UNDERSTANDING FARM EQUIPMENT'S EFFECT ON SOIL COMPACTION is the first step in making decisions about whether the economic repercussions of delaying harvest or other operations during a wet season outweigh compaction damage or loss.  While preventing soil compaction completely is the preferred option, farmers can minimize or control compaction by reducing axle load, proper inflation and size of tires and other approaches.   This article from the University of Minnesota Extension summarizes several practices and includes research results comparing compaction impacts from various harvest practices and equipment.  

RESOURCES FOR FLOODING EVENTS are available at the federal, state and local levels.  The website serves as a central resource for U.S. Department of Agriculture agency services.  Farmers who have been impacted are encouraged to call their local FSA office to determine next steps.  This fact sheet  provides a list of documentation needed for several loss situations. Additional information and resources are available at the State of Wisconsin Department of Agriculture, Trade and Consumer Protection web site here.
Words to live by...

"Let your joy be in your journey-not in some distant goal."  ---Tim Cook
Mission Sponsor profile... 

(article contributed by Mycogen Seeds)

Because PDPW is an organization that emphasizes we can all learn from one another, MYCOGEN SEEDS is proud to be a Mission Sponsor.  We are honored to be a part of an organization producers value, and we agree it takes a team to succeed.
We recently asked one of our customers about the value they see in PDPW; Scott and Pam Selz-Pralle of Humbird, Wis., shared their thoughts about the organization: "We have utilized PDPW to help us connect and get more tools so we can be more successful," Pam said. "In this day and age there are fewer farmers; we work with each other and respect the different styles of farming. We need to learn from each other."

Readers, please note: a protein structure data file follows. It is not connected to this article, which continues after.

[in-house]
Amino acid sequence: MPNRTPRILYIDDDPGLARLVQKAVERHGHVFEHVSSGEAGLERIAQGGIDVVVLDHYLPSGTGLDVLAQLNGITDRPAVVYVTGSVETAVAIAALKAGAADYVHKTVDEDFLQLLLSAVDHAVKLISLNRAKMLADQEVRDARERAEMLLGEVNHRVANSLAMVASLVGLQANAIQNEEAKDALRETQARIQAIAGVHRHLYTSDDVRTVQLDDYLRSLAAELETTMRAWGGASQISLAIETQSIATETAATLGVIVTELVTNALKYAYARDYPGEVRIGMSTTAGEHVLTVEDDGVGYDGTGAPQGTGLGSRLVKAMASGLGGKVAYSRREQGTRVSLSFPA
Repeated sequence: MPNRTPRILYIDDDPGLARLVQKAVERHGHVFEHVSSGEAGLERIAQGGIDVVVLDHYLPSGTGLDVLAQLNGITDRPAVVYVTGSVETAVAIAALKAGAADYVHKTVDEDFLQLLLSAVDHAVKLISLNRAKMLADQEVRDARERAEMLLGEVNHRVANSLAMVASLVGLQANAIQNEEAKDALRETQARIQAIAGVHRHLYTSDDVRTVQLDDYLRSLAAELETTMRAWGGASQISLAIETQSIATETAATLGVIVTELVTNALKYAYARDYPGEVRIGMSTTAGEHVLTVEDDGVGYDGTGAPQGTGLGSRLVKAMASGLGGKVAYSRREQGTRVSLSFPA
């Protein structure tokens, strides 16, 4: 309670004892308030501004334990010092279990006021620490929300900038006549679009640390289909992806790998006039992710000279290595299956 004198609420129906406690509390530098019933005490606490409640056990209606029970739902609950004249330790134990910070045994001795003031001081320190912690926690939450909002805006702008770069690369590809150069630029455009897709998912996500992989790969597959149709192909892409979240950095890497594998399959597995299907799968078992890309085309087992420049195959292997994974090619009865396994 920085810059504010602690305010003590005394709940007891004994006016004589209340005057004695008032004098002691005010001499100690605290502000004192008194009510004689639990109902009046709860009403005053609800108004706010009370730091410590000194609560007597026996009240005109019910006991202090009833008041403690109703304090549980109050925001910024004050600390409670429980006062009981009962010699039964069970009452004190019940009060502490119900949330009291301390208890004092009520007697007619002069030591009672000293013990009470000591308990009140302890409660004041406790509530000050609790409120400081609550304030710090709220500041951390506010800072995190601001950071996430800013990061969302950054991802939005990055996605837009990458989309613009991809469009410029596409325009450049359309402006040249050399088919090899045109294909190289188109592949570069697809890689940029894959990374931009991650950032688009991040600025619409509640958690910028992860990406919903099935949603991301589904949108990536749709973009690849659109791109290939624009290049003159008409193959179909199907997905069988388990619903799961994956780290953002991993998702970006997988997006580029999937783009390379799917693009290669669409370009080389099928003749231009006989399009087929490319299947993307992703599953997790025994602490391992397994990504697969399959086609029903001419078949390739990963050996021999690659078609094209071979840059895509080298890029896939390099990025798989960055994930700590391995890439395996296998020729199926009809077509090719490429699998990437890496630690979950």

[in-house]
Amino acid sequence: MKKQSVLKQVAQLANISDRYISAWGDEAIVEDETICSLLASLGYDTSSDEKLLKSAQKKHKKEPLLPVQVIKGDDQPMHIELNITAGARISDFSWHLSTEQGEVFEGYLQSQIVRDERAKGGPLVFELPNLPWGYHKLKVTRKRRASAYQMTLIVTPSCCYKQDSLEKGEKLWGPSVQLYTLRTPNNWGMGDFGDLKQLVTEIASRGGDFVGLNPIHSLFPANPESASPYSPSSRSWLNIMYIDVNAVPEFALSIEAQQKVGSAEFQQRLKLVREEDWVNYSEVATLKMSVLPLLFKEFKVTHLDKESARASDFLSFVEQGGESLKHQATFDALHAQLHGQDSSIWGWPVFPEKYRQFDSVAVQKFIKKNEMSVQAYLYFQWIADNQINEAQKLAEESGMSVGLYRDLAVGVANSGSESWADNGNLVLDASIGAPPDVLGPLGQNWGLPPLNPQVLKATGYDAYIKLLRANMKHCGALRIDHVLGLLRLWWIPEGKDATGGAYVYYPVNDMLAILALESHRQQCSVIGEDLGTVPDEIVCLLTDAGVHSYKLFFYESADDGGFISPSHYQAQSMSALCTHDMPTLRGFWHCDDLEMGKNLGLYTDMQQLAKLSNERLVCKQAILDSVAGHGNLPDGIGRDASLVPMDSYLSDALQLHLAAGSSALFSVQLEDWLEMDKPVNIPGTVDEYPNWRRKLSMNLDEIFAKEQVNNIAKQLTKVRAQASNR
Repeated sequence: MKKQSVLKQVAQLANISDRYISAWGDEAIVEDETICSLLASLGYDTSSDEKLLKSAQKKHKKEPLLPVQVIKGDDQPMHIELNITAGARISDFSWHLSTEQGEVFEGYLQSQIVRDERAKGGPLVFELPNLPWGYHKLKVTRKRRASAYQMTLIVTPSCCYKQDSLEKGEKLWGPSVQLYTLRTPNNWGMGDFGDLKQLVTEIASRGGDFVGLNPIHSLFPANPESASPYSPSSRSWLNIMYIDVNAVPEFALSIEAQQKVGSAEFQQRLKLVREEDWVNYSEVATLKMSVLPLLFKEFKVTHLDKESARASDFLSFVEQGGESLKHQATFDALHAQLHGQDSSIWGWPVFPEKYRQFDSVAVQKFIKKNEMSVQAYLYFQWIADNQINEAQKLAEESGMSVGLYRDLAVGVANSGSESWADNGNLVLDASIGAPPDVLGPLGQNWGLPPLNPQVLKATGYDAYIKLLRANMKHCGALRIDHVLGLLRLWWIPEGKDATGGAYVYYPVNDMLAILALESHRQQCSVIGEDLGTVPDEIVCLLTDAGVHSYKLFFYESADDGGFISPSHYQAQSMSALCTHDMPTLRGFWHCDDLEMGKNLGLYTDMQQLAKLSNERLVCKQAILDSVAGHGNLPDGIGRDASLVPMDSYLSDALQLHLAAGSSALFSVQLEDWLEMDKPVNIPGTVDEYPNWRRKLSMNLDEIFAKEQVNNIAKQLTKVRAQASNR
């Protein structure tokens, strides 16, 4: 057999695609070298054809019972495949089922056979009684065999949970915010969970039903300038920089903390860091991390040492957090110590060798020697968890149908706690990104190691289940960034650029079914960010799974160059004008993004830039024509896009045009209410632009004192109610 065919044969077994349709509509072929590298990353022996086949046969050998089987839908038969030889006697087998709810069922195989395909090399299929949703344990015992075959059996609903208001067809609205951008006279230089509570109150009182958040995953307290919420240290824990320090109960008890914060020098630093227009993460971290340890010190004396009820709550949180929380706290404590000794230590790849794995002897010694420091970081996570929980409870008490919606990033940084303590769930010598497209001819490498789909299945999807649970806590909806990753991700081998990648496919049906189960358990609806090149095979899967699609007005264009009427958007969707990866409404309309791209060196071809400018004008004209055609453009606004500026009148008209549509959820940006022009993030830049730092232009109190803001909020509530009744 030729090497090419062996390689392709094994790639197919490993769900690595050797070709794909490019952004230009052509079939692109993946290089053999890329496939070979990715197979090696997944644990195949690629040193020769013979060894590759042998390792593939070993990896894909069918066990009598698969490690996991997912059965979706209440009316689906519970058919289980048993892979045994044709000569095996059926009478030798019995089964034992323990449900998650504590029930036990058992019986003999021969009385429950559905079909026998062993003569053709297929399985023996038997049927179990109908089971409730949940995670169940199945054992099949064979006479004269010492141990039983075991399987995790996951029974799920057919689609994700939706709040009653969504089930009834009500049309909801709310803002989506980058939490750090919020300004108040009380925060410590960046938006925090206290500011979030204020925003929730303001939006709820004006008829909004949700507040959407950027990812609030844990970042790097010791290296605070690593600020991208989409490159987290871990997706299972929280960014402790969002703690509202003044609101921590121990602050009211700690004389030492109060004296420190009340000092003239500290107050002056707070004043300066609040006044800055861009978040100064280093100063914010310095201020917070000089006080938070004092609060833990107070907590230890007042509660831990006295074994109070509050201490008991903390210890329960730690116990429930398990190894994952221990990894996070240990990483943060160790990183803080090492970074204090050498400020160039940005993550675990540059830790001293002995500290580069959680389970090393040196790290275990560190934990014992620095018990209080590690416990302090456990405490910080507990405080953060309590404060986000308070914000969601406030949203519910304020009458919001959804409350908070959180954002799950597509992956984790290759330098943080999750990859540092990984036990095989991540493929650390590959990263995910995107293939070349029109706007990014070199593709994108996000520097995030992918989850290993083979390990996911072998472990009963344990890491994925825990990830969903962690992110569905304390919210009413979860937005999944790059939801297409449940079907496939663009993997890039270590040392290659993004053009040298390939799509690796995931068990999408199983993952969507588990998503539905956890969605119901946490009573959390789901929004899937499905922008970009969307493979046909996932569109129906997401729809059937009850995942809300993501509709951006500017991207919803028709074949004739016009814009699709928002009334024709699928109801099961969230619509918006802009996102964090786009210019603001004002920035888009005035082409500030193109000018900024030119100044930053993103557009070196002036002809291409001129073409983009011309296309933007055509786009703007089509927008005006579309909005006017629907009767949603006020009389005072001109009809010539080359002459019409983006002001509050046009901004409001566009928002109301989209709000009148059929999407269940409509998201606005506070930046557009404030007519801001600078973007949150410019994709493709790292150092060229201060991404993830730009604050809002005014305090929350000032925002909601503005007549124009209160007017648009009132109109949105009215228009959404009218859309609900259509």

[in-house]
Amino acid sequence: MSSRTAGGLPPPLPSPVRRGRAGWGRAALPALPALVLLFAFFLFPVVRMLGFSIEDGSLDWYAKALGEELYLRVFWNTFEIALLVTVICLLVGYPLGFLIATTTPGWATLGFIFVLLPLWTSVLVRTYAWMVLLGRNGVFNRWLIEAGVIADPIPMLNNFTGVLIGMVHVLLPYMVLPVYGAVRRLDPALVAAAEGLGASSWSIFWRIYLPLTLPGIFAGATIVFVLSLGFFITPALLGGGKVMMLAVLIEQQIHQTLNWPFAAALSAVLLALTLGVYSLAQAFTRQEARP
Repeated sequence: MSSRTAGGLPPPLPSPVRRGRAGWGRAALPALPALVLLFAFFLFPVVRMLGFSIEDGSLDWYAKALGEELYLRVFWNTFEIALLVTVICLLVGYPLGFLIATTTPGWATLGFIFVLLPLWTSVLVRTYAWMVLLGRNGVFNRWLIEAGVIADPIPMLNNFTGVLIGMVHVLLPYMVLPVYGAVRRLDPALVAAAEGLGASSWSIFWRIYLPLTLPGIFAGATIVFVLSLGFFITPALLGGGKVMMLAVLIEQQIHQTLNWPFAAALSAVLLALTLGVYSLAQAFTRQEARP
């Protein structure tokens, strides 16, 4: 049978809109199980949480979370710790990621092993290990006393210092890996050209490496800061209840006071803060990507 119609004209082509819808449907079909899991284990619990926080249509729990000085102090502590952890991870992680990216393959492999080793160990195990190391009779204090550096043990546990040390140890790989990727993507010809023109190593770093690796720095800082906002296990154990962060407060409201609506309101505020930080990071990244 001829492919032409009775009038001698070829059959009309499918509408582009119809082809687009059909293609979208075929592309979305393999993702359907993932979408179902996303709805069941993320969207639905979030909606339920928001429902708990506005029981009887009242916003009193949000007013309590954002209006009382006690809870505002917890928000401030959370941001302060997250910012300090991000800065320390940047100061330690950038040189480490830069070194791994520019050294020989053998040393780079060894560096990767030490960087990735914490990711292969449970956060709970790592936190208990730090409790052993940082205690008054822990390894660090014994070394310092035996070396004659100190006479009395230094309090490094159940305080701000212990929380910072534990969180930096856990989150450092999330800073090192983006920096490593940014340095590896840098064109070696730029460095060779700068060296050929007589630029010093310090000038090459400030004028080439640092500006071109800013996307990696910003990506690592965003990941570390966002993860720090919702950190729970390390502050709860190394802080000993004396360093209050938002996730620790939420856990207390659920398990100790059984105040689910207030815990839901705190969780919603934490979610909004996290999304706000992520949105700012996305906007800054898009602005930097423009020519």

Scott agrees, "We were able to host a tour last fall with PDPW, bringing in farmers from throughout the state, sharing our information with them and showing them how things work for us. Whether you're gathering information for yourself on a tour or you're the provider of the information, both are key."
"We're always willing to learn," Scott added. "As dairy farmers we need to be progressive and keep moving forward."
The Pralles will be featured at World Dairy Expo during a Virtual Farm Tour. Mycogen Seeds is proud to sponsor this event and showcase to attendees how Selz-Pralle Dairy manages their herd to meet their goals. Mark your calendars to attend at 2:00 pm, Oct. 4 in Mendota Room 1 of the Exhibition Hall.
Learn more about how the couple values PDPW's mission of providing ongoing professional development in this short video.
The Selz-Pralle Dairy is just one example of Mycogen Seeds' commitment to helping customers meet and exceed goals. Our team knows silage corn and we're constantly seeking ways to improve customers' yields, margins and profits. There are options for every dairy producer and operation, including options with the highly digestible fiber of brown midrib corn, Mycogen-brand varieties offering high tonnage and yield, as well as a new product, Unified corn silage, which brings together unmatched fiber and starch digestibility in one hybrid.
Our work is teamwork: you, your local Mycogen Seeds dealer and our agronomy and nutrition support staff work together to help advance your herds.
We understand we are all better together. 
A BIG Thank You...  

TO THE PDPW SPONSORS who are supporting your professional development organization! As a producer-led group,we extend a heart-felt "Thank You!" to those that stand alongside our nation's dairy farmers. T heir support allows PDPW to execute best-in-class producer training and has enabled us to become the go-to resource for unified outreach initiatives. If you or a company you know is interested in participating as a sponsor, please contact us at [email protected] or call 800-947-7379.
See the full list of generous sponsors here.